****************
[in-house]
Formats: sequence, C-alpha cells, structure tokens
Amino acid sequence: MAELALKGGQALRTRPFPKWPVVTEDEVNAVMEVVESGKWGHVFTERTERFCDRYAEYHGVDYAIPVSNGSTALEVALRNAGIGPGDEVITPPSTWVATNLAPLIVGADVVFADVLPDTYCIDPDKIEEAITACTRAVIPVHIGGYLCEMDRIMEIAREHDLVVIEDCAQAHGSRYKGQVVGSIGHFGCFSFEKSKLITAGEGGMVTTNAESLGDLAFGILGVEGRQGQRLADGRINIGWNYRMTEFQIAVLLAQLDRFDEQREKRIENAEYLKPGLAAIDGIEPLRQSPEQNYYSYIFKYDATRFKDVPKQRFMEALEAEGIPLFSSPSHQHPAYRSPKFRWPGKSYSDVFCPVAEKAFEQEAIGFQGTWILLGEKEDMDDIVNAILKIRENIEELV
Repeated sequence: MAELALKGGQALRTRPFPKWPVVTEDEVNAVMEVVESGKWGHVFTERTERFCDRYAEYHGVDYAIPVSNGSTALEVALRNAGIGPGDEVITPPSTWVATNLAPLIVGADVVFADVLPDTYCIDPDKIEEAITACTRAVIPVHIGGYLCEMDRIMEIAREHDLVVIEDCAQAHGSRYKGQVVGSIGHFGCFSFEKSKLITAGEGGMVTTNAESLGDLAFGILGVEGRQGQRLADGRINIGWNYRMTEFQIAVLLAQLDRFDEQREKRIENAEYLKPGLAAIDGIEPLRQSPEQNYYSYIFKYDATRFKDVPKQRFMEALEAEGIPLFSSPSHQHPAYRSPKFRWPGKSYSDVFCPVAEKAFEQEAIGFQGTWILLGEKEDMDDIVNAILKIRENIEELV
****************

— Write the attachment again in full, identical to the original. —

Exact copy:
[in-house]
Formats: sequence, C-alpha cells, structure tokens
Amino acid sequence: MAELALKGGQALRTRPFPKWPVVTEDEVNAVMEVVESGKWGHVFTERTERFCDRYAEYHGVDYAIPVSNGSTALEVALRNAGIGPGDEVITPPSTWVATNLAPLIVGADVVFADVLPDTYCIDPDKIEEAITACTRAVIPVHIGGYLCEMDRIMEIAREHDLVVIEDCAQAHGSRYKGQVVGSIGHFGCFSFEKSKLITAGEGGMVTTNAESLGDLAFGILGVEGRQGQRLADGRINIGWNYRMTEFQIAVLLAQLDRFDEQREKRIENAEYLKPGLAAIDGIEPLRQSPEQNYYSYIFKYDATRFKDVPKQRFMEALEAEGIPLFSSPSHQHPAYRSPKFRWPGKSYSDVFCPVAEKAFEQEAIGFQGTWILLGEKEDMDDIVNAILKIRENIEELV
Repeated sequence: MAELALKGGQALRTRPFPKWPVVTEDEVNAVMEVVESGKWGHVFTERTERFCDRYAEYHGVDYAIPVSNGSTALEVALRNAGIGPGDEVITPPSTWVATNLAPLIVGADVVFADVLPDTYCIDPDKIEEAITACTRAVIPVHIGGYLCEMDRIMEIAREHDLVVIEDCAQAHGSRYKGQVVGSIGHFGCFSFEKSKLITAGEGGMVTTNAESLGDLAFGILGVEGRQGQRLADGRINIGWNYRMTEFQIAVLLAQLDRFDEQREKRIENAEYLKPGLAAIDGIEPLRQSPEQNYYSYIFKYDATRFKDVPKQRFMEALEAEGIPLFSSPSHQHPAYRSPKFRWPGKSYSDVFCPVAEKAFEQEAIGFQGTWILLGEKEDMDDIVNAILKIRENIEELV